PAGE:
- Obtaining sensitive information such as bank details and personal information,
- Using the machine as a bridge in major cyber-attacks
- Impersonating you and using your account for their own ends,
- Installing some form of adware on your computer and bombarding your machine with endless pop-up ads, spreading spam through your computer for material gains, deceiving you to fill out a survey or by any other means try to acquire financial resources and transmitting the virus to more people via your machine with the hope of multiplying their material gains,
- Retaliating, gaining fame or proving that they can infiltrate someone’s machine or/and spreading the virus to a lot of people for the same reasons.
It is indeed an executable file and actually not that cunningly masked. Thus, be sure to trace the path of the link and see if there is a “May09…” should you be in doubt whether a link by your friend leads to this particular malware.
Malicious applications on Facebook have appeared and disappeared just as quickly, but not without leaving a trail of destruction. The thing is that Facebook promptly notices these malicious apps and removes them from its directory but many people get infected before, as Facebook has 1 billion users and each second that such a malware is in the apps database, a lot of people get affected.
After you have entered, just pick the one(s) that are malicious, remove and block them from the list of apps which you have authorized to interact with your Facebook. Also, do not forget to signal Facebook for this misconduct by entering the app window and clicking the “Report/Contact This App” link.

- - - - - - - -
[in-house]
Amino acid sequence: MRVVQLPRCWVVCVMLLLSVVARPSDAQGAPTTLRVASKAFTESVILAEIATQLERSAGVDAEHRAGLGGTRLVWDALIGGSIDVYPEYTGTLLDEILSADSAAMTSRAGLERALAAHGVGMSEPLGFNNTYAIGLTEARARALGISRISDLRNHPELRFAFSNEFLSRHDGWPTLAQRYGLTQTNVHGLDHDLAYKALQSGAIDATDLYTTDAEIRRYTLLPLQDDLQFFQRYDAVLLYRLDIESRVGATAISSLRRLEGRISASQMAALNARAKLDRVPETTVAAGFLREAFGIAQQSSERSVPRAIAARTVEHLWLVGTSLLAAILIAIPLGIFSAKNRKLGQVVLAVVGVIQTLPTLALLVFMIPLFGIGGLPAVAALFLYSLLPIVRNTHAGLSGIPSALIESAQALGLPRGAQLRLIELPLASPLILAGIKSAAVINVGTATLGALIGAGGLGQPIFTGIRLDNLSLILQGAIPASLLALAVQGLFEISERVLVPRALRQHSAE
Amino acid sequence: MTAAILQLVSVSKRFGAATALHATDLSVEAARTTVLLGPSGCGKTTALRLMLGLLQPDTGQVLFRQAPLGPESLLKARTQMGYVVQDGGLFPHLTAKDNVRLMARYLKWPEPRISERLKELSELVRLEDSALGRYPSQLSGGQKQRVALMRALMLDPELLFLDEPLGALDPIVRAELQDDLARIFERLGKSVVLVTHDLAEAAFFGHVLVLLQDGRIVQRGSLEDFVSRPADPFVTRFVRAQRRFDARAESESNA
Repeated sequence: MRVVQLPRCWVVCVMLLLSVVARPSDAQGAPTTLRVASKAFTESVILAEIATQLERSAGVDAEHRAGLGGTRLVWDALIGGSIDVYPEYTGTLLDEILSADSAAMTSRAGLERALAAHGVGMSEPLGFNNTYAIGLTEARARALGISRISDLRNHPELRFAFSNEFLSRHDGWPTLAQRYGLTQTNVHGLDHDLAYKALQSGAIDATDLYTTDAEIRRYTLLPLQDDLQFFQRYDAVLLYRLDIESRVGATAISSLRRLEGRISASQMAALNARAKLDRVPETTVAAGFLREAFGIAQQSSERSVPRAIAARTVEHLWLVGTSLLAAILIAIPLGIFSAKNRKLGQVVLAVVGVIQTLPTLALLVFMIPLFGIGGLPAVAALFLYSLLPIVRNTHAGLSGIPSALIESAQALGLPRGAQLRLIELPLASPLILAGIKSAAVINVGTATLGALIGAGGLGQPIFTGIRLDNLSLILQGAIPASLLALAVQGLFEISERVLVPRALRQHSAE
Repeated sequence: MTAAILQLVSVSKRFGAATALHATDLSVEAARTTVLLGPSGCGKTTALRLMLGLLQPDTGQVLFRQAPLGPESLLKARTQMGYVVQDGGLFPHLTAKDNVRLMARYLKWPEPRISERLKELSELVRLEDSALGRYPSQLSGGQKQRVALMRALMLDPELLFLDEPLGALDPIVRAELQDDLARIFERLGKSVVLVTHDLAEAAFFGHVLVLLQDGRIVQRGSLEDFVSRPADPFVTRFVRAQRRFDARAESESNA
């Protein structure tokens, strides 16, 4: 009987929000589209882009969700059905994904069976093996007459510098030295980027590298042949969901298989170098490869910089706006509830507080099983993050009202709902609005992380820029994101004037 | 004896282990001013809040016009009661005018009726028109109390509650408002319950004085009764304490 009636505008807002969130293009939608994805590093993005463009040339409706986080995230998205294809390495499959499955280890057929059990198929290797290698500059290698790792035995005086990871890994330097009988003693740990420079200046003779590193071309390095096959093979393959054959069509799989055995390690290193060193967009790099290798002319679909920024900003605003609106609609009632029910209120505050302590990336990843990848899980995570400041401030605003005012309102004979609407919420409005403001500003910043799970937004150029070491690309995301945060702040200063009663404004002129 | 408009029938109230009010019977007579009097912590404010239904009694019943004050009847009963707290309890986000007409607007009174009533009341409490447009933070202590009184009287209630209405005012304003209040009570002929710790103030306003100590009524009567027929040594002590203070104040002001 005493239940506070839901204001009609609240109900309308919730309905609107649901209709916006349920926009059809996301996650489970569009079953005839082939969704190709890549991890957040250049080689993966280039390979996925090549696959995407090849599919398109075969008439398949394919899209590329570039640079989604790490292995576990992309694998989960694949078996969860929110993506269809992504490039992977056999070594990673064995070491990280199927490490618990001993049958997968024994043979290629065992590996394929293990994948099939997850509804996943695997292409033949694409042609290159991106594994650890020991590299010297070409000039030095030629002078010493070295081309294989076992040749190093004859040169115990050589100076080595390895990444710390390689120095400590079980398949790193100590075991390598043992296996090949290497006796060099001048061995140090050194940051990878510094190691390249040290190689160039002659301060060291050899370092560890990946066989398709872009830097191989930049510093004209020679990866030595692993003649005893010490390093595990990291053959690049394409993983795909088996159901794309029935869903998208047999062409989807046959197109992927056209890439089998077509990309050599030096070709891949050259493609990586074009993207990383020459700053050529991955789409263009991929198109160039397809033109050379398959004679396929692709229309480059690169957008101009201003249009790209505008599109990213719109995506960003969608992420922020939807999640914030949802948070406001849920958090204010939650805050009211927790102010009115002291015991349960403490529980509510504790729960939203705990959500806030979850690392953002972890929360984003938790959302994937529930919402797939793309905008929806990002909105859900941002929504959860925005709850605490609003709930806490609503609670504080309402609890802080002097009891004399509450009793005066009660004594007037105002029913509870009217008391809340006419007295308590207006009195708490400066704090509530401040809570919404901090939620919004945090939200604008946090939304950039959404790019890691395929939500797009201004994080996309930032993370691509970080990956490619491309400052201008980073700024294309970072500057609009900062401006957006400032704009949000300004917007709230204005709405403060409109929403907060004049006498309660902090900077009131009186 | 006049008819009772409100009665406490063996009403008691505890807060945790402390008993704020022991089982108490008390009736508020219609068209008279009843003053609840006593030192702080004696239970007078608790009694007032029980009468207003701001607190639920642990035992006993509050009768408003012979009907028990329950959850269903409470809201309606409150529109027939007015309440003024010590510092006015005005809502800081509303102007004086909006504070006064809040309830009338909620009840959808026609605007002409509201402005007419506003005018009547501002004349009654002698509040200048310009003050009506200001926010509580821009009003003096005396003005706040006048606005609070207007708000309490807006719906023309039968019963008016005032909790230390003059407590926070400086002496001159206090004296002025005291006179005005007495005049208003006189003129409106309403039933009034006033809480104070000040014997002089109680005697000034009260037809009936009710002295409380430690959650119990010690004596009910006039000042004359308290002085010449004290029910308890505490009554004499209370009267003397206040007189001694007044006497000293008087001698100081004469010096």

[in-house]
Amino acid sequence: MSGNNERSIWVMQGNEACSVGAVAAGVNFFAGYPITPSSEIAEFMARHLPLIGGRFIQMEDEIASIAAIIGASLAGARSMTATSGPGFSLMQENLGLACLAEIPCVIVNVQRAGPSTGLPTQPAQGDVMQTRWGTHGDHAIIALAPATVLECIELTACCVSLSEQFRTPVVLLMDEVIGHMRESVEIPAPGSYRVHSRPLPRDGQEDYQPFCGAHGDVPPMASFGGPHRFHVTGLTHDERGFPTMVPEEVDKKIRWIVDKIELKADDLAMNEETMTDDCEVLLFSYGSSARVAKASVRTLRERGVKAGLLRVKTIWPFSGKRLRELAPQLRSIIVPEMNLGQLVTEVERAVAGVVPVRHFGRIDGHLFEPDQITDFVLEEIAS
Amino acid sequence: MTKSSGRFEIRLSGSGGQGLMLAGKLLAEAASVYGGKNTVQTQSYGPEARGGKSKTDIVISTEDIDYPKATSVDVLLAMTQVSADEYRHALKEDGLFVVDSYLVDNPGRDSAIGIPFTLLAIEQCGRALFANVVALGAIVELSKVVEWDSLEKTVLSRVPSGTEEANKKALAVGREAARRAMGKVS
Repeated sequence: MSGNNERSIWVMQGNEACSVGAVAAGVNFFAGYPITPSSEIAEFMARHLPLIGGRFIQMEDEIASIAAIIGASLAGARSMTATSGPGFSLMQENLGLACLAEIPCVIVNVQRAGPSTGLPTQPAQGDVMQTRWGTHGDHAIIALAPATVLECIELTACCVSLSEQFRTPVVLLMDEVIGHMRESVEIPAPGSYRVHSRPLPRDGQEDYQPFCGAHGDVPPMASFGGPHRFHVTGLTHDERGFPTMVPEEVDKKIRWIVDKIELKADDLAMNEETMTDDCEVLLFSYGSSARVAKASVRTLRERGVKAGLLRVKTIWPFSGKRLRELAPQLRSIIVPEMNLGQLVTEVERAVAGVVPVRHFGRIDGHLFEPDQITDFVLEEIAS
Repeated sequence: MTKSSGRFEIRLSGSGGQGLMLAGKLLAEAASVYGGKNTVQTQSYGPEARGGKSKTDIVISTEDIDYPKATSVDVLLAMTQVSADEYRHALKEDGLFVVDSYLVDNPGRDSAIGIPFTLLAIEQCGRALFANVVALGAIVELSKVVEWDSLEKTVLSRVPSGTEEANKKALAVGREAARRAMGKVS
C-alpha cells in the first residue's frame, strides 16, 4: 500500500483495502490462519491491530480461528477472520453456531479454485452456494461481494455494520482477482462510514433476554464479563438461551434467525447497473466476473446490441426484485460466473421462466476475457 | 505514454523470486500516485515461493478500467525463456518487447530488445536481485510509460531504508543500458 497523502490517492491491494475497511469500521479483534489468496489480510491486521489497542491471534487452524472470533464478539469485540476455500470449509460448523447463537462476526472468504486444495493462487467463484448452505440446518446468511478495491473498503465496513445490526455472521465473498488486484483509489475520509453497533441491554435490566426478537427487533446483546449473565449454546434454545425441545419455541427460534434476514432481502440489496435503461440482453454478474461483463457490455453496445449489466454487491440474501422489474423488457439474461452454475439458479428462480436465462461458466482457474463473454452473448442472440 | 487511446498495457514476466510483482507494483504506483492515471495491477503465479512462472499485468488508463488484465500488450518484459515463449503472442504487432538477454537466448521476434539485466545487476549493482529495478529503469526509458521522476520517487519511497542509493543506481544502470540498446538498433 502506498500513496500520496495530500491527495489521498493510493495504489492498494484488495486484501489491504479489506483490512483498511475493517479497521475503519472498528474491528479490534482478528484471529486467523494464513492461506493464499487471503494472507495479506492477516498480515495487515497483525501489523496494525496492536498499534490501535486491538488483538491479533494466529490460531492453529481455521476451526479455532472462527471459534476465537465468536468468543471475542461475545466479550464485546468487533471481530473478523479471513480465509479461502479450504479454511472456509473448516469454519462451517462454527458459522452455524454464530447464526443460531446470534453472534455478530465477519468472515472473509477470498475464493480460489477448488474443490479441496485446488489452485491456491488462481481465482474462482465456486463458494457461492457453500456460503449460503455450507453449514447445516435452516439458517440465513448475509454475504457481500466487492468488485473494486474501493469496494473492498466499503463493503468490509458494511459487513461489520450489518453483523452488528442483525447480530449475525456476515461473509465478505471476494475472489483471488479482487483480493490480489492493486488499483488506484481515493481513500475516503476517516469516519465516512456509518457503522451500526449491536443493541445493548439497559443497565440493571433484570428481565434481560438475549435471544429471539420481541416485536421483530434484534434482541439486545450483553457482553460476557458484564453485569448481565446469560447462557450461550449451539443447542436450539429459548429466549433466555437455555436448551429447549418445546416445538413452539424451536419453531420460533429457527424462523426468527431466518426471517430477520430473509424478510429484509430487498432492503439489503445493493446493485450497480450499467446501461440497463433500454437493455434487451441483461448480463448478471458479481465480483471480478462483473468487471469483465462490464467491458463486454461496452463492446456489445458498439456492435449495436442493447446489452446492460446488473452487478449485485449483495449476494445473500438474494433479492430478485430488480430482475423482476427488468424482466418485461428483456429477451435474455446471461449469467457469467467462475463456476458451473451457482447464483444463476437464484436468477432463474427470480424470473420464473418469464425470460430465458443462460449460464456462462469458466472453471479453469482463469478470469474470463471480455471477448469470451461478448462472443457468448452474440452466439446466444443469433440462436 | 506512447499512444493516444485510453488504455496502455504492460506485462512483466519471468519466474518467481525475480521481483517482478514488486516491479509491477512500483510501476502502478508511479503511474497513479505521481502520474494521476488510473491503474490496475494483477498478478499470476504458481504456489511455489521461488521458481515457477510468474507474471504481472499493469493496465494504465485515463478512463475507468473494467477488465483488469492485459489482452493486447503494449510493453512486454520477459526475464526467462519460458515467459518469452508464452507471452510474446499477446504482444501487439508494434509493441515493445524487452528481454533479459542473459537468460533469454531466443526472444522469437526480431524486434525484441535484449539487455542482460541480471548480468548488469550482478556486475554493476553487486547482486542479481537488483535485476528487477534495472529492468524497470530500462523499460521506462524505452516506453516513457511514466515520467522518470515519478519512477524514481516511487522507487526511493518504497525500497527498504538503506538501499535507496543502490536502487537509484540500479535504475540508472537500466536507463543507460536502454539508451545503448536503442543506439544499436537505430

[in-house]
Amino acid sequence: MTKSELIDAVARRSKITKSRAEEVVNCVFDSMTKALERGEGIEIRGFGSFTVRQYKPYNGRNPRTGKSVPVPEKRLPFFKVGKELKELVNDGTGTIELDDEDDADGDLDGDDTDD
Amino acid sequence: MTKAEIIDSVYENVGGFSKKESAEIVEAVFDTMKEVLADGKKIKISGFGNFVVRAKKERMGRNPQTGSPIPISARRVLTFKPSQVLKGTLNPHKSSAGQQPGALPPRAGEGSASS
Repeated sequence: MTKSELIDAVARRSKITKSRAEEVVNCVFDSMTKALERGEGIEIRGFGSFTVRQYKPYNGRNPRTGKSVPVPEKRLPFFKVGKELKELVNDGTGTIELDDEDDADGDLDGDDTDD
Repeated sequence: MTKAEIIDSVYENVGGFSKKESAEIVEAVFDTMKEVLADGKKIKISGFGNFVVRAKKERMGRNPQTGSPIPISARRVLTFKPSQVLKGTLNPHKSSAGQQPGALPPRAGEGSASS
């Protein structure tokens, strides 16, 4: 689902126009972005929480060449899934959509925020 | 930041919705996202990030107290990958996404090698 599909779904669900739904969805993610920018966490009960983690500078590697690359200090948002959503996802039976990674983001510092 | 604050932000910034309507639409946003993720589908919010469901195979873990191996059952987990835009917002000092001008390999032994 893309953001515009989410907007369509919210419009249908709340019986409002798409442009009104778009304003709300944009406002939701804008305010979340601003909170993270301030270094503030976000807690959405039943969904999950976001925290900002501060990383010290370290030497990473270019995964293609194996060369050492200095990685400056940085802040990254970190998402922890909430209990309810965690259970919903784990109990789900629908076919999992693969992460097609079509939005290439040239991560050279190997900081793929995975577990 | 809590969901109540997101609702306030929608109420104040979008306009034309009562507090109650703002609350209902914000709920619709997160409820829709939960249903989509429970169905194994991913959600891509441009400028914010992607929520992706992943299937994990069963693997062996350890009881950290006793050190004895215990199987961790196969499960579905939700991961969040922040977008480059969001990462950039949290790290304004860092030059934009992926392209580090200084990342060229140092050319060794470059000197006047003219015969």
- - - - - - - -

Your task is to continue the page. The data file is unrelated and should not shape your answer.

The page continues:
It can be concluded that malware has penetrated the Facebook community, to some extent. There are several reasons (I have enumerated 6 in the Introduction) why malware is created. These malware take various forms, whether of applications or executable files which you will not even notice installing and have negative effects on your device. To effectively combat Facebook malware one must:
- Remove any apps that seem shady and that have not performed what they claimed they perform
- Be aware that messages in your inbox, chat messages, posts on Walls and Timelines, and notifications (such as a “notification” that claims that somebody tagged him in a picture) may contain malware if the friend sharing them is infected and one should ask your friend whether it was he who sent the message
- Enable login approvals
- Use up-to-date anti-virus software, preferably, with full real-time protection and up-to-date version of his OS
- Enable a firewall and use up-to-date browser that has an anti-phishing blacklist
- Check the path of shortened URLs by previewing them or using a URL decoder
- Not give your Facebook account and password to third-party websites
- Delete spam, viral or malicious messages that can be found in your Facebook profile and report any malware found
- Only use the services of trustworthy developers
- If a dubious link points you to a well-known website, always check the website’s spelling to avoid phishing
- Note that legit mails from Facebook usually consist of “update” notices instead of “notification” and that Facebook will never ask for his password via mail
- Don’t click on a notification if it appears illegitimate, but see what it is about from your profile (if the notification is real)
- Deduce from the app’s messages, context and presented ideas the degree of its reliability and credibility
- Only add friends that you know are real – don’t add unknown people as friends to your Facebook account.
- Don’t trust apps which claim to add a new feature to the Facebook platform, such as profile viewer and dislike button
- Avoid links which lead to surveys that need to fill out before you”continue,” as they are most likely scams
- Be aware that popular ideas, notions, people and events are often a basis for scams
- Periodically read materials on the latest threats in Facebook to understand how to handle them.
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